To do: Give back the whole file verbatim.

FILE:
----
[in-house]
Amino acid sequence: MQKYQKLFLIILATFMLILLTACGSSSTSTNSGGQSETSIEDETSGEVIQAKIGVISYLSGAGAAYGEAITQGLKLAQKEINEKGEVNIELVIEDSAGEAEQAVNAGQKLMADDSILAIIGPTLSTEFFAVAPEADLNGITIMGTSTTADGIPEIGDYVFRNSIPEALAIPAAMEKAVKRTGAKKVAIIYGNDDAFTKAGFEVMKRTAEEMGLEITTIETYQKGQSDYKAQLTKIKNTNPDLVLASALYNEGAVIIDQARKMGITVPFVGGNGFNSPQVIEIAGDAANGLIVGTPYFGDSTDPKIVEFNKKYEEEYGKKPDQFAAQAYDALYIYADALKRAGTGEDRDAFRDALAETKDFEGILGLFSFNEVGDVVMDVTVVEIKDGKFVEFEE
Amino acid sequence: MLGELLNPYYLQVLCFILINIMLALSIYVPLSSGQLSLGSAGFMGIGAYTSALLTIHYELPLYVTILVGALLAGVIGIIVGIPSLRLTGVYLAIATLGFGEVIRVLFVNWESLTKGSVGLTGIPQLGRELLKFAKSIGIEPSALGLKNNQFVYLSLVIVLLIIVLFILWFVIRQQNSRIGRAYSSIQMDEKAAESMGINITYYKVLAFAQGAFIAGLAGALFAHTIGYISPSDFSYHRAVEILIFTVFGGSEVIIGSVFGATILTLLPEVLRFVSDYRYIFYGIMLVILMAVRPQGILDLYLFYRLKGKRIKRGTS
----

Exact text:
[in-house]
Amino acid sequence: MQKYQKLFLIILATFMLILLTACGSSSTSTNSGGQSETSIEDETSGEVIQAKIGVISYLSGAGAAYGEAITQGLKLAQKEINEKGEVNIELVIEDSAGEAEQAVNAGQKLMADDSILAIIGPTLSTEFFAVAPEADLNGITIMGTSTTADGIPEIGDYVFRNSIPEALAIPAAMEKAVKRTGAKKVAIIYGNDDAFTKAGFEVMKRTAEEMGLEITTIETYQKGQSDYKAQLTKIKNTNPDLVLASALYNEGAVIIDQARKMGITVPFVGGNGFNSPQVIEIAGDAANGLIVGTPYFGDSTDPKIVEFNKKYEEEYGKKPDQFAAQAYDALYIYADALKRAGTGEDRDAFRDALAETKDFEGILGLFSFNEVGDVVMDVTVVEIKDGKFVEFEE
Amino acid sequence: MLGELLNPYYLQVLCFILINIMLALSIYVPLSSGQLSLGSAGFMGIGAYTSALLTIHYELPLYVTILVGALLAGVIGIIVGIPSLRLTGVYLAIATLGFGEVIRVLFVNWESLTKGSVGLTGIPQLGRELLKFAKSIGIEPSALGLKNNQFVYLSLVIVLLIIVLFILWFVIRQQNSRIGRAYSSIQMDEKAAESMGINITYYKVLAFAQGAFIAGLAGALFAHTIGYISPSDFSYHRAVEILIFTVFGGSEVIIGSVFGATILTLLPEVLRFVSDYRYIFYGIMLVILMAVRPQGILDLYLFYRLKGKRIKRGTS